I haven't been around the world enough to list 5, but one thing I know from studying the Caribbean is that area is sorely lacking in all kinds of information. I'd love to have an island natural history guide to herps, maybe from as far north as the Fl Keys and Bermuda, and south to like Aruba and Trinidad.

Cuba could be a whole book itself....


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 Post subject: Re: If there could be a book
PostPosted: February 26th, 2015, 5:55 pm 
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Joined: June 12th, 2010, 3:08 pm
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Location: Pasadena, CA or Mission, TX
Sounds like a good one. And don't worry, I haven't been anywhere either.


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 Post subject: Re: If there could be a book
PostPosted: March 3rd, 2015, 2:14 pm 

Joined: June 7th, 2010, 12:04 pm
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Location: Denver, CO
I agree with the Caribbean......but good news on the horizon. This book is in process, website says 2015, but I've seen very few herp books arrive on schedule. The website is just about as good as a book already!

http://www.caribherp.org/book.php?mob=%3C?=$mob?%3E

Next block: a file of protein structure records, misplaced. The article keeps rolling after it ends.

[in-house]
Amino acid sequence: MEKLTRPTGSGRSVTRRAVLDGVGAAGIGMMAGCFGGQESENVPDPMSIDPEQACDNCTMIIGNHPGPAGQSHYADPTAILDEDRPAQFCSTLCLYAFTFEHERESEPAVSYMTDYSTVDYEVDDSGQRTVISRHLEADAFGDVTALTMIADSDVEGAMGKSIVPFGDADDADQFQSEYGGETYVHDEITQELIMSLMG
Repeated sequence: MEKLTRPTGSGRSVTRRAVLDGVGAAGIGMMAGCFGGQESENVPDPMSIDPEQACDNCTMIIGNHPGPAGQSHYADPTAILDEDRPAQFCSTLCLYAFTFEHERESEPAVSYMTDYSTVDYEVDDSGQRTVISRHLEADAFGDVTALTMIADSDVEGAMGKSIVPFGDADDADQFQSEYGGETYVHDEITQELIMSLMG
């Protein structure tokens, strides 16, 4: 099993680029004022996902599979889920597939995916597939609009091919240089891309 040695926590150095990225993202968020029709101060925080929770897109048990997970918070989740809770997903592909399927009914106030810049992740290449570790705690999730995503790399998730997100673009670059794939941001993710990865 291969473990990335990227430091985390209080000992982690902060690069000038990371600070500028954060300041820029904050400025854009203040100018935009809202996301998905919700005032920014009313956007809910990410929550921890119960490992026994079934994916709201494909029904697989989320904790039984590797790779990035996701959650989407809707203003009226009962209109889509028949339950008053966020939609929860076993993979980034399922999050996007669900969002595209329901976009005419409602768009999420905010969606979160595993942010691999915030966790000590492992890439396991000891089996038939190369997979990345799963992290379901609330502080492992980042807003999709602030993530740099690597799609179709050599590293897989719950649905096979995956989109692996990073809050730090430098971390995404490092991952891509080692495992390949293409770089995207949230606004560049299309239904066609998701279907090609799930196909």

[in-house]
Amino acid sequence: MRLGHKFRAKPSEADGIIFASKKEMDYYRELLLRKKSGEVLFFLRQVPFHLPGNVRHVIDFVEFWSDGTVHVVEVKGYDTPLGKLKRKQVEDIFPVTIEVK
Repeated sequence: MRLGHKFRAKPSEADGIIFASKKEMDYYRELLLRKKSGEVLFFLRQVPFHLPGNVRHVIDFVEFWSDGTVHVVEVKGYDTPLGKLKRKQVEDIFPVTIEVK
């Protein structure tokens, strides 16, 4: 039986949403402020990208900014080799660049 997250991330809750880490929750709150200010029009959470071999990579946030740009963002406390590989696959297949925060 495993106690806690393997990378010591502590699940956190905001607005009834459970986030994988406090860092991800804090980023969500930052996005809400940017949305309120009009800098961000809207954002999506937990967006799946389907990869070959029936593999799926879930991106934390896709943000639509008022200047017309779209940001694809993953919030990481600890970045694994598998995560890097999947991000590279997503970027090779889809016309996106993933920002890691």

Hispaniola could use a good book of it's own (I have a few references that just don't quite do it for me).

Also, much of Mexico is still lacking good reference, but I know of a few projects in the works that will change that. I'm told of at least 3 Mexico herp guides should be published by the end of 2016.

And Amazonia? Maybe a good book someday, but this is such a huge project.

Some states that could use updated books:
Arizona (currently being worked on)
Nevada (I heard rumors a few years ago that somebody was working on a book, but I've heard nothing else).
Utah
Mississippi
Louisiana

Hope it happens!


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 Post subject: Re: If there could be a book
PostPosted: March 4th, 2015, 3:19 am 
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Joined: June 12th, 2010, 3:08 pm
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Location: Pasadena, CA or Mission, TX